Edward Pentin began reporting on the Pope and the Vatican with Vatican Radio before moving on to become the Rome correspondent for the National Catholic Register. He has also reported on the Holy See and the Catholic Church for a number of other publications including Newsweek, Newsmax, Zenit, The Catholic Herald, and The Holy Land Review, a Franciscan publication specializing in the Church and the Middle East. Edward is the author of “The Rigging of a Vatican Synod? An Investigation into Alleged Manipulation at the Extraordinary Synod on the Family”, published by Ignatius Press. Follow him on Twitter @edwardpentin
Reflecting the festive mood in Rome ahead of the imminent canonizations of Pope John XXIII and Pope John Paul II, the official website on the event, 2popesaints, has released this upbeat video with the soundtrack of the recent hit single 'Happy' by singer and producer Pharrell Williams.
The video is made by young Romans and was mostly filmed in the parish of San Giovanni Battista de Rossi in the Appio-Latino suburb of southeast Rome. It's directed by Maila Paone, edited by Raffaele Pannozzo and is the idea of Chiara Romanzo, Alberto Acuri, Francesca Vertisano, Giorgia Giacomini.
It also features Don Stefano Cascio, a young priest of the parish who has done much to help bring young people back to church.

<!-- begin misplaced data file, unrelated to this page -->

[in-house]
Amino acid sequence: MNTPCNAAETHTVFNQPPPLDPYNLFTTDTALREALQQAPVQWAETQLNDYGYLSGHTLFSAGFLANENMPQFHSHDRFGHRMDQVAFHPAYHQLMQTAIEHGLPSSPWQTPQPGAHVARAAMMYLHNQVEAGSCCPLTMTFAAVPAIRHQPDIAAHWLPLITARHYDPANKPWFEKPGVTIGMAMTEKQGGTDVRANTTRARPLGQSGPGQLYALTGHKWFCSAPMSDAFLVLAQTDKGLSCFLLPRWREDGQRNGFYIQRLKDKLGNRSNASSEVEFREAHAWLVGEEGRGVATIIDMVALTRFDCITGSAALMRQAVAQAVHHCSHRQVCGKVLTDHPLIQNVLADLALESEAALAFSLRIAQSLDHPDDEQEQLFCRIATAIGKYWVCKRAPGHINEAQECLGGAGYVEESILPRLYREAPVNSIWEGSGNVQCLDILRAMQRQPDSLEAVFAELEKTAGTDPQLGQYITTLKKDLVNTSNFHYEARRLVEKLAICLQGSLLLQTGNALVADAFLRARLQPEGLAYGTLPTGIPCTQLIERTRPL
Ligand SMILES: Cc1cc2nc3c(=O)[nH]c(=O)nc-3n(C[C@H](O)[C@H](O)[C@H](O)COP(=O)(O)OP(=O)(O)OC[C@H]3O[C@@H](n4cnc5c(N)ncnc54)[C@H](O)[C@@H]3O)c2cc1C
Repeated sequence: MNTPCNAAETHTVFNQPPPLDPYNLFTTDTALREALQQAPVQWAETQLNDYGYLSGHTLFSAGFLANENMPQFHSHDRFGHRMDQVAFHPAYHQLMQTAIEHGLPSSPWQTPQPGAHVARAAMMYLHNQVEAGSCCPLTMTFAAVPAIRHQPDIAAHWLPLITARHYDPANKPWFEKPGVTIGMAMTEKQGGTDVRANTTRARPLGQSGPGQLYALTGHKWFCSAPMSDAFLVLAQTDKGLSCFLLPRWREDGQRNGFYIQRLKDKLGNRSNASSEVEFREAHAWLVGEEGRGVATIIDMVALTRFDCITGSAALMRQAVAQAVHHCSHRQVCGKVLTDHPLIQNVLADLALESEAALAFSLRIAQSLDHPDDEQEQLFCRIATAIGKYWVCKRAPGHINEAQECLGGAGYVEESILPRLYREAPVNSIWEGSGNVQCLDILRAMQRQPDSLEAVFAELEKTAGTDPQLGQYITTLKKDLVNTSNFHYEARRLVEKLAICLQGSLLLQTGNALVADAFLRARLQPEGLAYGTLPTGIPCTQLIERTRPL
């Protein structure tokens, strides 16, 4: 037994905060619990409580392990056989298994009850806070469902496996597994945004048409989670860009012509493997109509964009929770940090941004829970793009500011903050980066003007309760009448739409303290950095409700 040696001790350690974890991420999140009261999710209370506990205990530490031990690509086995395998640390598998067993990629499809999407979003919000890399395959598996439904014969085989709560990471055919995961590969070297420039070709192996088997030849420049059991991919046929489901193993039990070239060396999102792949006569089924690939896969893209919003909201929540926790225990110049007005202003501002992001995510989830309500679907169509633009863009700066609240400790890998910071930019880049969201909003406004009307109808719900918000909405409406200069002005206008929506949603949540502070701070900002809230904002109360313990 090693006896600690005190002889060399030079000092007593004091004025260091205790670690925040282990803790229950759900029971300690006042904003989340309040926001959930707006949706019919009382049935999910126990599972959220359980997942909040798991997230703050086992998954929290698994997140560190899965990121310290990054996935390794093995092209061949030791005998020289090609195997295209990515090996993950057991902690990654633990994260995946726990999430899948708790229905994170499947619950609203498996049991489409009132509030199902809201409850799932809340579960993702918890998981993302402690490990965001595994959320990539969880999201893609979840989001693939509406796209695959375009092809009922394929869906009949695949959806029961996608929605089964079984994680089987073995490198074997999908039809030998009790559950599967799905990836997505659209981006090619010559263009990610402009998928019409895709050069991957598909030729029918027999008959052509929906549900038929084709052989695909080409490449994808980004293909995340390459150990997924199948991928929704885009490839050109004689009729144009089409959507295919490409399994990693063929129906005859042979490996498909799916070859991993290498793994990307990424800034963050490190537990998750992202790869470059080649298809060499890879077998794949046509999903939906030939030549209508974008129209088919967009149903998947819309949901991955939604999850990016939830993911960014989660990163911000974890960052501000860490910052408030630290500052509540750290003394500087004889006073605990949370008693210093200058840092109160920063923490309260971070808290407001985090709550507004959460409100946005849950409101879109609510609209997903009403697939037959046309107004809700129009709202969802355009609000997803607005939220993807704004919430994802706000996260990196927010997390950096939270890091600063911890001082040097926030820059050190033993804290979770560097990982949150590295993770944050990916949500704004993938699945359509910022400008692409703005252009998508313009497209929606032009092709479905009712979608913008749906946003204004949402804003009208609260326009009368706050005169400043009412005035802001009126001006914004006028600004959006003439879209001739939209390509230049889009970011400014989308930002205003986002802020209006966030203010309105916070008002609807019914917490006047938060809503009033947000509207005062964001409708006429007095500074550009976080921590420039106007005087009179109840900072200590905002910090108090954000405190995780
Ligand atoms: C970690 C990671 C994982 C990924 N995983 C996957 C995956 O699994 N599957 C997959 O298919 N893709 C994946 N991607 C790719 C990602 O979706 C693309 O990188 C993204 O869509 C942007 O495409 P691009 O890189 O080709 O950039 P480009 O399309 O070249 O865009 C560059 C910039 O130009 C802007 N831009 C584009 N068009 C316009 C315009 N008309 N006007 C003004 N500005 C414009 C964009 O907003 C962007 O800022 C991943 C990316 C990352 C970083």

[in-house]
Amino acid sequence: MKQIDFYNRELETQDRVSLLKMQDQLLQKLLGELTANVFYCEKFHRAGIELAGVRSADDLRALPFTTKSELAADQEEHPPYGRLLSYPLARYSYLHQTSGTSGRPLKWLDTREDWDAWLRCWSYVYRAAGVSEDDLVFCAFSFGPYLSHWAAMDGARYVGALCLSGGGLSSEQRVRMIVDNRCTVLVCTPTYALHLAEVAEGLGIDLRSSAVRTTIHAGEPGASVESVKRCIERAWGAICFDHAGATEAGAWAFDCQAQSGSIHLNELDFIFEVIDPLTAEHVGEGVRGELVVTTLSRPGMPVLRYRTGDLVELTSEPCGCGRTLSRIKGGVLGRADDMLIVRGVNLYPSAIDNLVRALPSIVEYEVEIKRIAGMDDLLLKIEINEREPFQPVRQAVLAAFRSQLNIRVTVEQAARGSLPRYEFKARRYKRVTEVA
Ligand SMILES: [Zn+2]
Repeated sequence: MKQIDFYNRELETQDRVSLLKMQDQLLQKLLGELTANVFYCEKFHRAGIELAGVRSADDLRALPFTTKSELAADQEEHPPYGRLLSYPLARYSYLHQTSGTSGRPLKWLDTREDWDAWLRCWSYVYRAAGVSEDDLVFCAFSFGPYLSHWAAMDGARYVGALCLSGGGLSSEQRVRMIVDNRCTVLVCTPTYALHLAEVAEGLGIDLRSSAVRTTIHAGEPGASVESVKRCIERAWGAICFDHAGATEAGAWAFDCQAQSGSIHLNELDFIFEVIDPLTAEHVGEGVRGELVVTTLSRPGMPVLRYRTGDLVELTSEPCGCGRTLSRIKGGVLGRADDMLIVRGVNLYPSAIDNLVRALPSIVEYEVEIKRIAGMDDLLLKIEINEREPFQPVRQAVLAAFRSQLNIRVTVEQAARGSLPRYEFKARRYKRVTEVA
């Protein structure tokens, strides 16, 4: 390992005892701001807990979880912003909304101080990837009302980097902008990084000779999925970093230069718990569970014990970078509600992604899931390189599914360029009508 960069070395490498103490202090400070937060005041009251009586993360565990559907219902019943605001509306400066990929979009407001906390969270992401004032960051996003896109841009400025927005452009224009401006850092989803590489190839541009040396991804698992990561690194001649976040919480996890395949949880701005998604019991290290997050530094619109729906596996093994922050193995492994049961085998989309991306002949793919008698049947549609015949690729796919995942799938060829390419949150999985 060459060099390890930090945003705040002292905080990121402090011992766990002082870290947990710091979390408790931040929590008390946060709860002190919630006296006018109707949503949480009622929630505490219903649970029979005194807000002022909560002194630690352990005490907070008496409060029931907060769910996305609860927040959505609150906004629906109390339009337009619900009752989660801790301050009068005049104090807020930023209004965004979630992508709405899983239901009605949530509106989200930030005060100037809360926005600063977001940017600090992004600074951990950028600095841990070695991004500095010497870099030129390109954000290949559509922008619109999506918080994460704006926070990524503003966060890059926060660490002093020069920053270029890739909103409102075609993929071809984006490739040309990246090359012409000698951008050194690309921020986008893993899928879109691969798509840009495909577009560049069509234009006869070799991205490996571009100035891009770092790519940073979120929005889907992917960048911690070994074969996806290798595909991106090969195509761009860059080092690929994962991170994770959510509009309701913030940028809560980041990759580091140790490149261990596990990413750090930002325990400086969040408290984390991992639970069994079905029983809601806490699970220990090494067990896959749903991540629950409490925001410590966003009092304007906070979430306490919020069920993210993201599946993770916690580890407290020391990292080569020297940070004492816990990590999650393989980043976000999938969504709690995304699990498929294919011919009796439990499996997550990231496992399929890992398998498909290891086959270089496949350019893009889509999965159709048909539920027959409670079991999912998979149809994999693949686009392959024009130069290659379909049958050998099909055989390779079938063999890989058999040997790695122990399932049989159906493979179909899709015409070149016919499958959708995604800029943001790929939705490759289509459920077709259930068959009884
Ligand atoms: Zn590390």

Rome authorities have been hard at work preparing for what could be the largest crowds the city has ever seen. The interior ministry expects the April 27 double canonization, presided by Pope Francis in St Peter’s Square, to draw 800,000 pilgrims from all over the world, but others predict far higher numbers, possibly as many as 7 million.
An enormous contingent of pilgrims from John Paul II’s native Poland is expected, as well as significant numbers from the Lombardy region of northern Italy, the birthplace of John XXIII.
The Vatican says 19 heads of State will be attending as well as 24 prime ministers from 61 official delegations, representing 54 countries. Tickets are not required but seats will be difficult or near impossible to find and many are expected to camp out overnight to obtain the best places.
City authorities are visibly in full swing, already cordoning off major streets such as the Fori Imperiali that leads up to the Colosseum, repainting road markings and erecting 14 large screens in key areas all across the city. Security will also be tight: Italy’s interior minister has said 2,430 police units have been drafted in to carry out checks and patrol sensitive targets.
Meanwhile, Rome’s many hotels are preparing for one of their best business weekends in years. Most rooms are sold out, and at least one hotel near the Vatican is charging as much as $900 for one night during the canonization weekend.
But despite the logistical challenges, Rome is well practiced in hosting such enormous events and tends to manage them well. Thousands of volunteers will join the protezione civile – Italy’s main body dealing with the management of exceptional events.
Rome's mayor, Ignazio Marino, said last week the city is "ready, very ready" for the impending arrival of thousands of pilgrims.